The spiritual challenge is always and only to “love our enemies and do good to those who hurt us” (Luke 6:27) and let God do the rest: “If your enemies are hungry, feed them; if they are thirsty, give them something to drink; for by doing this you will heap burning coals on their heads.” (Romans 12:20). That is why the spirituality of reconciliation is so compelling, and can guide and sustain all relationships in God’s household. That is why the things that damage bonds of affection can feel more painful than holding onto rigid positions at the expense of those bonds. God is clearly not finished with any of us yet.

It’s hard work to keep the ears of our hearts open when listening to different perspectives. I still cave in at times. But I am also trying to apply the above lessons to other difficult situations now. Henri Nouwen is right: being God’s beloved and living from that center truly does set us free to live in joy and peace and communion with all despite disagreement and difference. Such freedom gives no power whatsoever to opponents to define or hurt us, personal or ecclesial. This freedom is truly out of this world, and even out of this church.

Prairie Encounters

Thank you for reading this reflection. WordPress has switched to a new editor and I can’t figure out how to add the Private Comment form. My apologies, you’ll have to email instead: marlise_14@sasktel.net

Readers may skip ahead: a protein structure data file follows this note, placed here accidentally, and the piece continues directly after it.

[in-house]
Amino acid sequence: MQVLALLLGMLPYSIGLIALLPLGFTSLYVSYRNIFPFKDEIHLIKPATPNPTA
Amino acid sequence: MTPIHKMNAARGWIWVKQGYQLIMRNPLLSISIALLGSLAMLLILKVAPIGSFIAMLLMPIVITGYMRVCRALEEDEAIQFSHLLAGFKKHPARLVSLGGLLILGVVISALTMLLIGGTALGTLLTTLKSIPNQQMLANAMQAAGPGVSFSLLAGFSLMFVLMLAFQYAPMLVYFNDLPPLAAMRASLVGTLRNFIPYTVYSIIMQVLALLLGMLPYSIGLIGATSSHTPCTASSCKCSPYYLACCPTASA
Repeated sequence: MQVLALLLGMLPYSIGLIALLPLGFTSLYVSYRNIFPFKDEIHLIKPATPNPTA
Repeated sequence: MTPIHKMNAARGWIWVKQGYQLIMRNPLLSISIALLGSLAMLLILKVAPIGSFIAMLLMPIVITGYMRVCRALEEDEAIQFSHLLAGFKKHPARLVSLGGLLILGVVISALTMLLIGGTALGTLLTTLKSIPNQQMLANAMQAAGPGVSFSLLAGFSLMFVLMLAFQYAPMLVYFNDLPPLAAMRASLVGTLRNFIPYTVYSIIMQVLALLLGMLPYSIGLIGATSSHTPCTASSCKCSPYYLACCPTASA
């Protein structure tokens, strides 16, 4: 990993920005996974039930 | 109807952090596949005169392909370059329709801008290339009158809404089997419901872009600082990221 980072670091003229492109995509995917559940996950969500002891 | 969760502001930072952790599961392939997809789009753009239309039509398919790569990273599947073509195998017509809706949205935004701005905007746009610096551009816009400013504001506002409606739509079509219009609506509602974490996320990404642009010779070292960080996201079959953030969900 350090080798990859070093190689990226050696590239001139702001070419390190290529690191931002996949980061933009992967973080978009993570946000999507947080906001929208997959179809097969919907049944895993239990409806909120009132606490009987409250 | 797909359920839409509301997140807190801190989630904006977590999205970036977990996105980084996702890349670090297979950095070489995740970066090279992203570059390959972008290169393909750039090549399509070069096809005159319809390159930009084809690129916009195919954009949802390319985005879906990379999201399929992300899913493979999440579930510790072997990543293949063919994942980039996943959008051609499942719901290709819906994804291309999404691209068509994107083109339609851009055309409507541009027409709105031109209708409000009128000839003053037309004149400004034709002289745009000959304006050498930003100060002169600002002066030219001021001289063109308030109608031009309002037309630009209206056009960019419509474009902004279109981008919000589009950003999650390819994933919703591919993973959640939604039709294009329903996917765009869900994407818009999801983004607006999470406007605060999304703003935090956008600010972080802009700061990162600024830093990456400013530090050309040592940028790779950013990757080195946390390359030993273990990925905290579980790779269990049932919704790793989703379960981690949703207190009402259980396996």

Swimming in the deep

So it is New Year’s Eve 2015. This blog is celebrating its very first birthday — yeah 🙂 What began as a spontaneous urge for the new and untried has turned into a unique and surprisingly fun and edifying playground. While my writing expectations didn’t dare exceed more than posting two entries per month, last count totalled over 46 entries in 52 weeks! I have been learning a lot — about myself, about publishing and sharing deep thoughts, about others.

Writing the blog has confirmed and strengthened a tendency I already had, i.e. I process emotions and strong experiences through writing. Many entries have their genesis in my journal, gestating quietly but surely in those safe and secluded pages. Other entries come from previously written articles and essays, reflections and homilies but now updated and adapted for blog publishing. Each one grows from the intimacy of personal experience into food for public sharing.